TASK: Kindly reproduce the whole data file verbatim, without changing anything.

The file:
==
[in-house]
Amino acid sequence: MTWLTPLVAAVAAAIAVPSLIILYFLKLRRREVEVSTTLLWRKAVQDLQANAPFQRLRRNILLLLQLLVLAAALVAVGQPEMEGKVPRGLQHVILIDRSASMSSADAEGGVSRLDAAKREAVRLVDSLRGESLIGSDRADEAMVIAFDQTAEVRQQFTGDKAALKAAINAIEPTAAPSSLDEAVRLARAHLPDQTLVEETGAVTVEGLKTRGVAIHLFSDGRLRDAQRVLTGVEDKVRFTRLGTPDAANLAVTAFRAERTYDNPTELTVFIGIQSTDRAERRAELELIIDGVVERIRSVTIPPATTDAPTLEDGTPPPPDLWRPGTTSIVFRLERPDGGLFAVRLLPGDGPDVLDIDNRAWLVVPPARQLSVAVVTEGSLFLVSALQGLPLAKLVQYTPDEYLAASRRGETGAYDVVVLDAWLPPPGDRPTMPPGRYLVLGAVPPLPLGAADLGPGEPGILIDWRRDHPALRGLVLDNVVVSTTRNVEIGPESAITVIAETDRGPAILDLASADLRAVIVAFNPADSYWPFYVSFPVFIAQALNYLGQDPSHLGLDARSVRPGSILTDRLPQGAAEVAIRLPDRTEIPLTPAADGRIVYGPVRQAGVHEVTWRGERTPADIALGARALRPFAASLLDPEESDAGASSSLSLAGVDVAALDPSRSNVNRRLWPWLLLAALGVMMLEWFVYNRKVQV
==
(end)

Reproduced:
[in-house]
Amino acid sequence: MTWLTPLVAAVAAAIAVPSLIILYFLKLRRREVEVSTTLLWRKAVQDLQANAPFQRLRRNILLLLQLLVLAAALVAVGQPEMEGKVPRGLQHVILIDRSASMSSADAEGGVSRLDAAKREAVRLVDSLRGESLIGSDRADEAMVIAFDQTAEVRQQFTGDKAALKAAINAIEPTAAPSSLDEAVRLARAHLPDQTLVEETGAVTVEGLKTRGVAIHLFSDGRLRDAQRVLTGVEDKVRFTRLGTPDAANLAVTAFRAERTYDNPTELTVFIGIQSTDRAERRAELELIIDGVVERIRSVTIPPATTDAPTLEDGTPPPPDLWRPGTTSIVFRLERPDGGLFAVRLLPGDGPDVLDIDNRAWLVVPPARQLSVAVVTEGSLFLVSALQGLPLAKLVQYTPDEYLAASRRGETGAYDVVVLDAWLPPPGDRPTMPPGRYLVLGAVPPLPLGAADLGPGEPGILIDWRRDHPALRGLVLDNVVVSTTRNVEIGPESAITVIAETDRGPAILDLASADLRAVIVAFNPADSYWPFYVSFPVFIAQALNYLGQDPSHLGLDARSVRPGSILTDRLPQGAAEVAIRLPDRTEIPLTPAADGRIVYGPVRQAGVHEVTWRGERTPADIALGARALRPFAASLLDPEESDAGASSSLSLAGVDVAALDPSRSNVNRRLWPWLLLAALGVMMLEWFVYNRKVQV